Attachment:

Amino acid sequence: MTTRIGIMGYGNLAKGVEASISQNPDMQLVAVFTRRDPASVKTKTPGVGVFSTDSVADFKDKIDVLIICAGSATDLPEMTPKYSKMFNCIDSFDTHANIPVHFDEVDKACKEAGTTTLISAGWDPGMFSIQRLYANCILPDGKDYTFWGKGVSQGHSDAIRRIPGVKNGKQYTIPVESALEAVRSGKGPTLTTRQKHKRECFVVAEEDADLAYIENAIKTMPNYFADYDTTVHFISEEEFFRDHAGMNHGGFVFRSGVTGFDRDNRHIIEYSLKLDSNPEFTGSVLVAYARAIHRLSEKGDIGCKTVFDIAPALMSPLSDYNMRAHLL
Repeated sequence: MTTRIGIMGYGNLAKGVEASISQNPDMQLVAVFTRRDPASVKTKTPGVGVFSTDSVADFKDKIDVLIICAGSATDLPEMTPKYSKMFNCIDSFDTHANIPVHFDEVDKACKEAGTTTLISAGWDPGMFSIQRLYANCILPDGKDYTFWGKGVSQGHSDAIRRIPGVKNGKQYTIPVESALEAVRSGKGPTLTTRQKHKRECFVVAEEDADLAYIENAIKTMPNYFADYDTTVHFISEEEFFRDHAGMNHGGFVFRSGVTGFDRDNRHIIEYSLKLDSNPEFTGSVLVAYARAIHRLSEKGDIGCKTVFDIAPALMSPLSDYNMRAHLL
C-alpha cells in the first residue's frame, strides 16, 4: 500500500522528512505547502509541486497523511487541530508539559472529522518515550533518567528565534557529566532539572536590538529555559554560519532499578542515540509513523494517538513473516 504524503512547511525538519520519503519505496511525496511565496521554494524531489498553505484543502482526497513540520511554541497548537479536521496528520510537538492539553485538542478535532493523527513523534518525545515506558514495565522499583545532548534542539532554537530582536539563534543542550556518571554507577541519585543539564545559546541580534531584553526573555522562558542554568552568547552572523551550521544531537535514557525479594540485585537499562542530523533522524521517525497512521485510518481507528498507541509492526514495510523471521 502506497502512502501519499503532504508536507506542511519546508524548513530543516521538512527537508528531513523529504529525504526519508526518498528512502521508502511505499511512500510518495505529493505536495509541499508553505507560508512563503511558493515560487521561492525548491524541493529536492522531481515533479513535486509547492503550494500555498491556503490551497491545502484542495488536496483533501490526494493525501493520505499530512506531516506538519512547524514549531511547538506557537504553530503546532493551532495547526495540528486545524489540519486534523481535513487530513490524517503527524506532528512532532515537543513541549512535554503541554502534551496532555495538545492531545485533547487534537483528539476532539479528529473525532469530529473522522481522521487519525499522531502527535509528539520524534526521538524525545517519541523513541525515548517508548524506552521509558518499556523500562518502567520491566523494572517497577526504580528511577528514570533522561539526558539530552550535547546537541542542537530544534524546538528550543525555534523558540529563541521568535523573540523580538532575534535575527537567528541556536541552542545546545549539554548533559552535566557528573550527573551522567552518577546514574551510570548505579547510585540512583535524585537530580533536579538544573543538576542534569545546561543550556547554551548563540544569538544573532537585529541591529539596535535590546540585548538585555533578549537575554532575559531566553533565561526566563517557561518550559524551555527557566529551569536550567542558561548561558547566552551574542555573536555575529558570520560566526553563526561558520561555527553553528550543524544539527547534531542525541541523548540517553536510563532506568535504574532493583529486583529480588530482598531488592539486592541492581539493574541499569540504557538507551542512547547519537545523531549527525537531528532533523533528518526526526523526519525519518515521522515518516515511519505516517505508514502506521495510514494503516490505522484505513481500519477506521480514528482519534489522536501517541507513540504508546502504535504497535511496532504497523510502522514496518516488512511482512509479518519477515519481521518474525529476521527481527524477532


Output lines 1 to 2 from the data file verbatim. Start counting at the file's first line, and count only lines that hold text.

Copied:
Amino acid sequence: MTTRIGIMGYGNLAKGVEASISQNPDMQLVAVFTRRDPASVKTKTPGVGVFSTDSVADFKDKIDVLIICAGSATDLPEMTPKYSKMFNCIDSFDTHANIPVHFDEVDKACKEAGTTTLISAGWDPGMFSIQRLYANCILPDGKDYTFWGKGVSQGHSDAIRRIPGVKNGKQYTIPVESALEAVRSGKGPTLTTRQKHKRECFVVAEEDADLAYIENAIKTMPNYFADYDTTVHFISEEEFFRDHAGMNHGGFVFRSGVTGFDRDNRHIIEYSLKLDSNPEFTGSVLVAYARAIHRLSEKGDIGCKTVFDIAPALMSPLSDYNMRAHLL
Repeated sequence: MTTRIGIMGYGNLAKGVEASISQNPDMQLVAVFTRRDPASVKTKTPGVGVFSTDSVADFKDKIDVLIICAGSATDLPEMTPKYSKMFNCIDSFDTHANIPVHFDEVDKACKEAGTTTLISAGWDPGMFSIQRLYANCILPDGKDYTFWGKGVSQGHSDAIRRIPGVKNGKQYTIPVESALEAVRSGKGPTLTTRQKHKRECFVVAEEDADLAYIENAIKTMPNYFADYDTTVHFISEEEFFRDHAGMNHGGFVFRSGVTGFDRDNRHIIEYSLKLDSNPEFTGSVLVAYARAIHRLSEKGDIGCKTVFDIAPALMSPLSDYNMRAHLL